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How fat shrimp can save lives

  How Fat Shrimp Can Save Lives
River shrimp, such as this Macrobrachium shrimp, which is bred in a local hotbed in the Senegal River basin, can consume a dozen or more snails a day. A team led by scientists from the University of California at Berkeley has shown how communities can harness the insatiable appetite of freshwater prawns on snails to fight the parasite that causes schistosomiasis while earning money selling shrimp for food. Credit: Hilary Duff of the Planetary Health Alliance

Before bite-sized crustaceans such as crayfish, shrimp and shrimp land on our plates, they must first become fat themselves – and it turns out they enjoy the freshwater snails that carry the parasite that causes schistosomiasis, the second most common parasite disease worldwide after malaria.

A recent study from the University of California at Berkeley provides a roadmap on how entrepreneurs can capitalize on the insatiable appetite of freshwater prawns on snails to reduce the transmission of these parasites, also known as leeches, while earning profits tasty animals as food.

The study, published in the journal Nature Sustainability shows how the cultivation of small scale freshwater shrimps – also known as aquaculture – could be a win-win situation for communities in emerging areas and developing countries, where bilharzia is common.

"River shrimp are widely used aquaculture products throughout the world, and we know that these organisms are voracious predators of snails that transmit schistosomiasis," said Christopher Hoover of the UC Berkeley Student in the Department of Environmental Health Sciences of the School of Public Health who conducted the study. "What was not clear is whether we can combine the economic benefits of shrimp aquaculture with shrimp disease control."

Aquaculture is growing rapidly worldwide and has the potential to alleviate the increasing pressure on wildlife to fish. Freshwater shrimp are already being produced in aquaculture systems around the world, from Louisiana to Thailand to Senegal and beyond.

In these aquaculture systems, young shrimps are first reared in hatcheries, then stored in waters where schistosomiasis is transmitted, and finally harvested once they reach a marketable size. As the shrimp grow, they feed on the snails that carry the schistosome parasite.

The parasite is unable to infect the shrimp itself, and schistosomiasis is not transmitted by ingestion.

Researchers used economic and epidemiological models to determine the optimal timing for shrimp storage and harvest, with the common goal of reducing the transmission of schistosomiasis and generating revenue from the sale of harvested shrimp.

"Our results show that there are highly advantageous configurations of aquaculture systems for shrimp that minimize the trade-offs between harvesting shrimp yields and reducing the transmission of schistosomiasis," Hoover said. "We can develop systems that maximize profits while having a significant impact on reducing disease and potentially helping to lift the population of emerging and developing countries out of poverty."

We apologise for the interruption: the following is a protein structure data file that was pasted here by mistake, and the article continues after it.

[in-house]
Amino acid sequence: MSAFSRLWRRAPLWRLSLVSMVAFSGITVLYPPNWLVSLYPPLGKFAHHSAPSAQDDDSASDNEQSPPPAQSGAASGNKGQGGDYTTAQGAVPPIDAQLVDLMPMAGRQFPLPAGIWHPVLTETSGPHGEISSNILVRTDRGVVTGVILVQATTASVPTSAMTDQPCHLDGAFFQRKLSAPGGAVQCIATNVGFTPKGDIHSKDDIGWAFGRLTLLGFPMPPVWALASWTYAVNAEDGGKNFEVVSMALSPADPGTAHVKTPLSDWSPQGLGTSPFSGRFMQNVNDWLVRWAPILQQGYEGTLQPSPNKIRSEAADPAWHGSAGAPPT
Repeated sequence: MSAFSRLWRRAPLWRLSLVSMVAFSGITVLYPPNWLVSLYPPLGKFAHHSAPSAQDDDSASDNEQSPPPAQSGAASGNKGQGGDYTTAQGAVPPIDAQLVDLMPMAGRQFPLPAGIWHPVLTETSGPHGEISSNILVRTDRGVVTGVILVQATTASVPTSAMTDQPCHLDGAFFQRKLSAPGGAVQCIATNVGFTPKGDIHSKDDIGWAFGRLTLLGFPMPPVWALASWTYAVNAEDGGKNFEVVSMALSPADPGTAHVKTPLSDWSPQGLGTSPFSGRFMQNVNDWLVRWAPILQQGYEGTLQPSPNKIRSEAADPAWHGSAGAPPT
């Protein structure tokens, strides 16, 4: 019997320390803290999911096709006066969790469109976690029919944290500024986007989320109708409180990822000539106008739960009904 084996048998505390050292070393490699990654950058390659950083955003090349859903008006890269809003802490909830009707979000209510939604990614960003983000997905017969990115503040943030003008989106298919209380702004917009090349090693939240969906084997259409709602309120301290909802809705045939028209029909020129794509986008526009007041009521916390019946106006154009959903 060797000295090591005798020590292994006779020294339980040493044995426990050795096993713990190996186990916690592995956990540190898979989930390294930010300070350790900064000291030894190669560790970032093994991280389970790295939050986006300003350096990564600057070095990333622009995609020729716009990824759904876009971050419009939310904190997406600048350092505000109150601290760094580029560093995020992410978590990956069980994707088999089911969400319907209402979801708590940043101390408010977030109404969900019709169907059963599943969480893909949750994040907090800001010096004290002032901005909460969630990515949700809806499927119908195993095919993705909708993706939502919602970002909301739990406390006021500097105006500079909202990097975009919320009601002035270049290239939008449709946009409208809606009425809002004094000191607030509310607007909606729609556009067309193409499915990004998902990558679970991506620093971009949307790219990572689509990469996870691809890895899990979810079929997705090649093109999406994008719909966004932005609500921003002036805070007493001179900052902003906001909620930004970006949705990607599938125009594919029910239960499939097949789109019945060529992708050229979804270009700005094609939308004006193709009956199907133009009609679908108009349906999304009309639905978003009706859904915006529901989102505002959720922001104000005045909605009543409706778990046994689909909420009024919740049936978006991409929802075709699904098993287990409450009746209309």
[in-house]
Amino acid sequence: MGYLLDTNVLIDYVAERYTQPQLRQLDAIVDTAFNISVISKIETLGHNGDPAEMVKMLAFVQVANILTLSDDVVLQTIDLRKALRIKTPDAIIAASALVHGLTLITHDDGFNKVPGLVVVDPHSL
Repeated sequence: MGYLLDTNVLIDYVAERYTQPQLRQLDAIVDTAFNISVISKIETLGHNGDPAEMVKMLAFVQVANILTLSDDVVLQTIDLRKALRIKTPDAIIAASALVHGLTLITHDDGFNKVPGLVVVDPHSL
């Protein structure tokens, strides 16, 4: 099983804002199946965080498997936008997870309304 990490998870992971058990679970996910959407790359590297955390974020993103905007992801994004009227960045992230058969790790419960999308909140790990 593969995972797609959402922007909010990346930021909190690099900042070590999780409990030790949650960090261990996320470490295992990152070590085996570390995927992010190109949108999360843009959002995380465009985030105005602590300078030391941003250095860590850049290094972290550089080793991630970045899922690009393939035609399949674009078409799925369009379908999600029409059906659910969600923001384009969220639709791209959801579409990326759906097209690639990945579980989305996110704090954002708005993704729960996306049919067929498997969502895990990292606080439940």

Bilharzia, also known as "snail fever," affects around 250 million people a year and kills as many as 200,000. The disease spreads especially when people come into contact with contaminated water. While medications are available to treat the disease, they may not be sufficient in some situations. Because drug treatments only affect the human component of the parasite's transmission cycle, people are prone to re-infection shortly after treatment.

By intervening on the environmental component of the transmission cycle – the intermediate-snail population – shrimp-based measures can be taken that can complement drug treatment and bring greater benefit to the population.

The model showed that the introduction of native shrimp in infected waters to reduce parasitism is comparable to the standard approach of comprehensive bilharzitic drug regimens and may reduce emissions of parasites after 10 years to almost zero.

Shrimp can also benefit the environment, including the replacement of chemical pesticides to combat snail populations and the restoration of biodiversity in areas where native shrimp species have been decimated by dams.

Chris's research is a new tool for our global efforts to fight schistosomiasis. "Sa id Justin Remais, head of the Department of Environmental Health Sciences and co-senior author of the study." Poverty and schistosomiasis are inextricably linked, and transmission of the parasite is known to inhibit children's growth and cognitive development and prevent adults from working , which increases poverty. Targeted transmission of the parasite itself and support for a local production system If there are economic benefits for the population, this approach has great potential to complement ongoing disease control campaigns that are generally based on drug treatment alone. "

Researchers find shrimp solution to spread deadly diseases

Further information:
Christopher M. Hoover et al., Modeled Effects of Shrimp Aquaculture on Combating Poverty and Bilharzia, Nature Sustainability (2019). DOI: 10.1038 / s41893-019-0301-7

Provided by
University of California, Berkeley

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How Fat Shrimp Can Save Lives (2019, July 23)
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